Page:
Creeping Up There
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Trigger warning: Discussion of thyroid disease and weight loss as prescription.
I try not to pay attention when they weigh me at the doctor’s office. As much as I abhor being weighed, due to my thyroid disease it’s a part of monitoring my health since weight gain is a main symptom that can be seen. When I first went on thyroid medication (Synthroid, then Armour) I was worried that I’d lose too much weight and my work as a fat activist would somehow be delegitimized. I no longer have that fear because it’s very obvious that I’m still gaining weight and also staying sick. Although I’ve figured out that my horrible and debilitating chronic nausea is actually a symptom of my gallbladder needing to be taken out (scheduled for late September), it’s still not the only thing wrong with me.
My chronic nausea keeps me from exercising too much, but if the surgery in September cures that (and we’re not sure it will), I still have severe bone-deep fatigue, muscle shakes, and weakness. The thing about thyroid disease is even though I’m eating enough (well, some days), my body doesn’t know how to use the calories that it’s taking in. Instead of going to the muscles, which is where they should be going to keep me energized, it gets stored as fat. But the fact that thyroid disease also makes you weaker while you continue to get heavier has its own unique problems.
See, being fat itself isn’t a problem because your muscles get stronger to support your weight (unless you’re a chronic dieter, because weight loss also means muscle loss, but weight regain does not mean muscle regain), but, while I have some pretty good muscles left over from my weightlifting days, I feel a lot weaker. Even holding my camera up for too long makes my hands and arms shake uncontrollably.
As far as the weight gain, in the past three years my weight has crept up by about 20 pounds, putting me very close to 300, which isn’t a problem in and of itself. I haven’t had to buy a new wardrobe yet — though I’ve given away a few pieces that no longer fit — but knowing the number sometimes triggers those negative thoughts. I have to constantly tell myself that I’m doing the best I can with what I’ve got. I try to eat enough, even though it’s incredibly difficult when you’re sick to your stomach all of the time; I take bellydancing even on weeks when I’d rather be dead asleep; I’ve kept up with my art project, which is photography-based and I somehow manage the energy to go out and date (I don’t know how I do that one).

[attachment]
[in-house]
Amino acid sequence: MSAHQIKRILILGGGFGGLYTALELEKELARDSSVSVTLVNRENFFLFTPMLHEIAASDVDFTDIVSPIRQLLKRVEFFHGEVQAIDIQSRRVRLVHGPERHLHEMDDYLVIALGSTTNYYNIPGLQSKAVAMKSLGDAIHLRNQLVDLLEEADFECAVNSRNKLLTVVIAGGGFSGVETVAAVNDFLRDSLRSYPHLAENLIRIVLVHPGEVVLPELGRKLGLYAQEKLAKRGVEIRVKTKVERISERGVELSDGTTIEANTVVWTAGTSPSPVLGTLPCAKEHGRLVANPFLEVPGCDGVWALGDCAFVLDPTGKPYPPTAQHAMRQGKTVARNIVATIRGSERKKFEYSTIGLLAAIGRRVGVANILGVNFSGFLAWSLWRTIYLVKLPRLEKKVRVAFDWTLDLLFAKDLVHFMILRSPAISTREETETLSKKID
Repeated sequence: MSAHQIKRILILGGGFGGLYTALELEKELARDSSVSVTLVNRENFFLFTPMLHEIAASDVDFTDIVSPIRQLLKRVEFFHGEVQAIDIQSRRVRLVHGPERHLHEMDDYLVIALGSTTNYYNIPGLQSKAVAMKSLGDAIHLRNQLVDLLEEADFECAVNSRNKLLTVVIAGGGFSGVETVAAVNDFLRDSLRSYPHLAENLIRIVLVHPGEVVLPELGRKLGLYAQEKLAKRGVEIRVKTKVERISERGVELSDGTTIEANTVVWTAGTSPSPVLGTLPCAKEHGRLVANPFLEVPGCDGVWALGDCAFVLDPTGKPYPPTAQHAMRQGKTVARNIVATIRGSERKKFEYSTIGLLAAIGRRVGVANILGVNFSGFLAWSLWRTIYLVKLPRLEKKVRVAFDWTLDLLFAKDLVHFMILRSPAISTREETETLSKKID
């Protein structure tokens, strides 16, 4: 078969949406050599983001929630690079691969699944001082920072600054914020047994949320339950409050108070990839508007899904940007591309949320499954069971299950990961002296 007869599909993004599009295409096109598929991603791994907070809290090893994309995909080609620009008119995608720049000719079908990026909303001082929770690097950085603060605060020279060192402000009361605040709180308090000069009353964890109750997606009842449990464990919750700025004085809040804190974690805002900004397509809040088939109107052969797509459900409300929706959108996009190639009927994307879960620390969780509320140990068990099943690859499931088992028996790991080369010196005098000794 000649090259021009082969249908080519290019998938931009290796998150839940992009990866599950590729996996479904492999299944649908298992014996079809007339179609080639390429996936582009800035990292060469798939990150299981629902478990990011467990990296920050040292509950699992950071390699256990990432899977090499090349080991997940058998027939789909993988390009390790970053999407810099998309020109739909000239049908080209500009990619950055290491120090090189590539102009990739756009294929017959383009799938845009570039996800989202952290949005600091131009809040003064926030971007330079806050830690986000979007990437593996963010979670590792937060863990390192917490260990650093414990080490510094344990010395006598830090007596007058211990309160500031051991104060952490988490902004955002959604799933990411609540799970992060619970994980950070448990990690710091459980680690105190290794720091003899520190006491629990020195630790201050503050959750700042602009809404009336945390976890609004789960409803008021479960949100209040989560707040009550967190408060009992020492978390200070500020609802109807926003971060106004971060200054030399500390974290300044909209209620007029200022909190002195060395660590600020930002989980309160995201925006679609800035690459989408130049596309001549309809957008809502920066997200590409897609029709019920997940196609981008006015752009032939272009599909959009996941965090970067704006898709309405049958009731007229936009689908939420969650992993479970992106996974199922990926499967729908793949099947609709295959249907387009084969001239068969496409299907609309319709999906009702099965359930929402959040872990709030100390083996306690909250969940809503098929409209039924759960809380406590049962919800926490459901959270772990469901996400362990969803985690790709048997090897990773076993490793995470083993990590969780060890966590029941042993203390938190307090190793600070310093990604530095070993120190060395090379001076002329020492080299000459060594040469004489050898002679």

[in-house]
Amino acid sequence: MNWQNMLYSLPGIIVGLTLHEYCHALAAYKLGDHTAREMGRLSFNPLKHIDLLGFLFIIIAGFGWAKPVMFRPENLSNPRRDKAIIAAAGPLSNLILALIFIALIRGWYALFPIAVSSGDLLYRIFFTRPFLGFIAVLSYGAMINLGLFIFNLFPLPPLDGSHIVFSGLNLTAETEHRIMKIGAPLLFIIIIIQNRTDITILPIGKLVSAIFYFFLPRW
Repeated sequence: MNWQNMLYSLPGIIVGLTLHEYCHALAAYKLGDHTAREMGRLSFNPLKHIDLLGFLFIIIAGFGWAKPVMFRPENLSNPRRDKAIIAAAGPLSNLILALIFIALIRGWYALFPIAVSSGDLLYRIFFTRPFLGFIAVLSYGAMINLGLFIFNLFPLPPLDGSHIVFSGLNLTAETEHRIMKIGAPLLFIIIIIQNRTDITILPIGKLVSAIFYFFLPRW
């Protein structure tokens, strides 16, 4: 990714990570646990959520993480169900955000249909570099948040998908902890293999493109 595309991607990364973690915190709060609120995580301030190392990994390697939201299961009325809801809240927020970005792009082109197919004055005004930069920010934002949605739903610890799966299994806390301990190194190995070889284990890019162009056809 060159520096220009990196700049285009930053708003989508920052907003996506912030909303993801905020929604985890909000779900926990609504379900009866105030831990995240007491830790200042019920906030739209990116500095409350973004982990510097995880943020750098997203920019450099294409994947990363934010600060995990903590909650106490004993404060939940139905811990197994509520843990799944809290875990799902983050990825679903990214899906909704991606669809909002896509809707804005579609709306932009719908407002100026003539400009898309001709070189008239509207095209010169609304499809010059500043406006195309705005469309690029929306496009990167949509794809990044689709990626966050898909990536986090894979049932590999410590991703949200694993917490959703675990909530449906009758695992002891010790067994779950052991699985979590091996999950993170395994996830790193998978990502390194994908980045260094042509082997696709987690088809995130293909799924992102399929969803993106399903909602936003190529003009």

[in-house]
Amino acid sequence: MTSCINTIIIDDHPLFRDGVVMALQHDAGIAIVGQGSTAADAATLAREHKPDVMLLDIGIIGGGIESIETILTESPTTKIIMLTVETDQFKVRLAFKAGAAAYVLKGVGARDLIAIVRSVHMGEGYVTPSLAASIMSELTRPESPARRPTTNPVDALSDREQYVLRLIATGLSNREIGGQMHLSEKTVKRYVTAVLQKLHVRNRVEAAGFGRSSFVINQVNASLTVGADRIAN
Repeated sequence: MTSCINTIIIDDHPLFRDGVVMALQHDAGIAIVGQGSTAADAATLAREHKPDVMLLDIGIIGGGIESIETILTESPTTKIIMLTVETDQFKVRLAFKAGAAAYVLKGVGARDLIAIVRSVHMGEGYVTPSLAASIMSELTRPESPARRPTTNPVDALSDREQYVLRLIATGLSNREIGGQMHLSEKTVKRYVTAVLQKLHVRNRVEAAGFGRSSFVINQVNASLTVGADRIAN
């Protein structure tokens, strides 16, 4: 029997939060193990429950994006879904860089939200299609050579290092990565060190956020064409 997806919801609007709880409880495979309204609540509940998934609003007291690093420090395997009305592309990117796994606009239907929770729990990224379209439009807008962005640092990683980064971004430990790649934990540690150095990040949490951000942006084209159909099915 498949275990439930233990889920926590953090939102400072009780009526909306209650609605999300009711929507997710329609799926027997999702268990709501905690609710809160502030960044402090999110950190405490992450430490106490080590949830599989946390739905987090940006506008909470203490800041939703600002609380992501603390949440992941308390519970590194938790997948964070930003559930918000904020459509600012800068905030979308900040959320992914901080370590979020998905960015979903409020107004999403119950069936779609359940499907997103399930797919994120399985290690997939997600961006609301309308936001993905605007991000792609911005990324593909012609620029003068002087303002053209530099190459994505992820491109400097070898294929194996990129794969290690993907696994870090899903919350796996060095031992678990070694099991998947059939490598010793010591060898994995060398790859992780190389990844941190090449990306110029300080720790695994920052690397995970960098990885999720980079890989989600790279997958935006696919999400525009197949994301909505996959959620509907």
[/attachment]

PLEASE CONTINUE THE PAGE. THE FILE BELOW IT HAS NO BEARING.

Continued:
I’m sort of scared of continually getting heavier and never feeling any better. I’m sick and tired of being sick and tired as the saying goes. Can I just take a moment to say that being chronically ill really sucks? Especially when almost no one understands what you’re going through. Even thyroid forums and groups are obsessed with weight loss, which is pretty impossible on its own, but add in a disease that specifically makes you store fat instead of using it?
This is mostly an update post, as I did promise I’d keep you all updated on my disease’s progress. Well… it’s progressing, but I’m not. I’m still stuck in the same ‘ole rut.